The Rice Northwest Museum of Rocks and Minerals, in Hillsboro, Oregon, is proud to announce a new permanent exhibit featuring myrickite carvings, slabs, jewelry, and polished specimens, all donated by John Li of Portland, Oregon.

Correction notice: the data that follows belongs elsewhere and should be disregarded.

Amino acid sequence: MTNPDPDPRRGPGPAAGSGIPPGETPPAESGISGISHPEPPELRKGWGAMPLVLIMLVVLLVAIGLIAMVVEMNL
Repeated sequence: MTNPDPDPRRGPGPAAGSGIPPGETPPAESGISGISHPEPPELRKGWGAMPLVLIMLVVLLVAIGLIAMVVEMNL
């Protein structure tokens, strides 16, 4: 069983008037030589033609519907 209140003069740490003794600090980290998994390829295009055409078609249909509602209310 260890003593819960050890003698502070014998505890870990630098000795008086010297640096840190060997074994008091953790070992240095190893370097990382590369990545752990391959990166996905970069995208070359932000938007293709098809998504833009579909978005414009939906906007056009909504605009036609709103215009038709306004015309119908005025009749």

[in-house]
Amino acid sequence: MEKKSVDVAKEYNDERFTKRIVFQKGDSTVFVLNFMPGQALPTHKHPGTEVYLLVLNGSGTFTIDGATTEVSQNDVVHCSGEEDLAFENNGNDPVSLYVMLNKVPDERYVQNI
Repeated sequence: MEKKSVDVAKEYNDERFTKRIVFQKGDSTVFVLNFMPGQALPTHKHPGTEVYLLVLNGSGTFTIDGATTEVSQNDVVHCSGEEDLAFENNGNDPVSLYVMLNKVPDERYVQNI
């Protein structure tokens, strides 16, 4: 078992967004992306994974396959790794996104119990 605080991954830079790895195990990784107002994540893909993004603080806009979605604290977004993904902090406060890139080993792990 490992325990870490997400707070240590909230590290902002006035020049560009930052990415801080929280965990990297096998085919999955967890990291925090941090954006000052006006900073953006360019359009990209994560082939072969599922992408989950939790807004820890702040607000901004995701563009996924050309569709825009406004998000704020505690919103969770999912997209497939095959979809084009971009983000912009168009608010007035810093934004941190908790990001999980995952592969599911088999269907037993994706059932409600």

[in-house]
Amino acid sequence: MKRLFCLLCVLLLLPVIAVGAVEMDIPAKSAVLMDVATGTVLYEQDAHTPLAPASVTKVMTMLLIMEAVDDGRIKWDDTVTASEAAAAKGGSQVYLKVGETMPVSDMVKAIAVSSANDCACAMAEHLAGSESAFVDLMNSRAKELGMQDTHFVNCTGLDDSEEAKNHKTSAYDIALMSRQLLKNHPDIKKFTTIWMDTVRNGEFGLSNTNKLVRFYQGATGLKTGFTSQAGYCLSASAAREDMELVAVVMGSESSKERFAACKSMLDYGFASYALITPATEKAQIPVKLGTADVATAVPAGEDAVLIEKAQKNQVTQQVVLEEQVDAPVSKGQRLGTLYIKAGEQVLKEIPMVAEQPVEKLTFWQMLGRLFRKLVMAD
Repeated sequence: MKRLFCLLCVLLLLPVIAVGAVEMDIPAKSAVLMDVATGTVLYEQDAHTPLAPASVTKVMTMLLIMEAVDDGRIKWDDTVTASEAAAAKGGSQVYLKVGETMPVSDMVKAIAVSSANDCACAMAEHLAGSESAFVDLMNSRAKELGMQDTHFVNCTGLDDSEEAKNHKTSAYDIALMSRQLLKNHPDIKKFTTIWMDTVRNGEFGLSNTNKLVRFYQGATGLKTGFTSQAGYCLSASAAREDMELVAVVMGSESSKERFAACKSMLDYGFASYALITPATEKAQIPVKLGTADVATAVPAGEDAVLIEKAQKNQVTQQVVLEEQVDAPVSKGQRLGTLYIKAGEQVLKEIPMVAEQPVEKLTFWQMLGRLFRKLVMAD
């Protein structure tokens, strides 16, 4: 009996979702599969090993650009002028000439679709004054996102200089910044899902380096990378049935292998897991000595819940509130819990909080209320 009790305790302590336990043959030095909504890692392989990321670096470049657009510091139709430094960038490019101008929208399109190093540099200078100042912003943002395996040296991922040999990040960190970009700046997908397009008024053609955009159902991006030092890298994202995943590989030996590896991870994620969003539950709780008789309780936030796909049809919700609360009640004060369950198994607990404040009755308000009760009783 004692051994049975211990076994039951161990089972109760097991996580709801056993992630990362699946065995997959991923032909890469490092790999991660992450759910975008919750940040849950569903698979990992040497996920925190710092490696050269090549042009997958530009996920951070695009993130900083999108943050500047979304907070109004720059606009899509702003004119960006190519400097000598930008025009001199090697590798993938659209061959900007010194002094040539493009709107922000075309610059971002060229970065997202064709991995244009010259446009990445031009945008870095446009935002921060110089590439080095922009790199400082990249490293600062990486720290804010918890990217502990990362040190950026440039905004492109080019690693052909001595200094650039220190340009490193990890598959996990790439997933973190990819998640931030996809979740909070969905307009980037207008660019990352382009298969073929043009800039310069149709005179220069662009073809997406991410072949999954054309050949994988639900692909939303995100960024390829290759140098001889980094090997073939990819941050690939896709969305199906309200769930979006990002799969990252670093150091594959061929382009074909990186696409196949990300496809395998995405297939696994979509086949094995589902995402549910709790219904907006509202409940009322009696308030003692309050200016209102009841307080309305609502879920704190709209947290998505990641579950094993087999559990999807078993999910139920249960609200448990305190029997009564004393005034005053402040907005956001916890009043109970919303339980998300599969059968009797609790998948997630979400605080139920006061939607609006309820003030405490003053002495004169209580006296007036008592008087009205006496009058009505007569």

Myrickite is a lapidary term that refers to agatized or opalized cinnabar (a mercury mineral). It is the small quantity of mercury that gives the stone its beautiful red coloring. Myrickite is a lapidary arts term that refers to agatized or opalized cinnabar. It is named after the prospector Francis Marion “Shady” Myrick who first discovered it in California’s Death Valley in 1911. It is very similar to Chinese Chicken Bloodstone in color, but myrickite is much harder than the cinnabar stained serpentine (Chicken Bloodstone). Both myrickite and Chicken Bloodstone are considered precious materials for carvings, chops and jewelry. But myrickite is rare, and to date, less than one ton has been found and used in art stones. Continue reading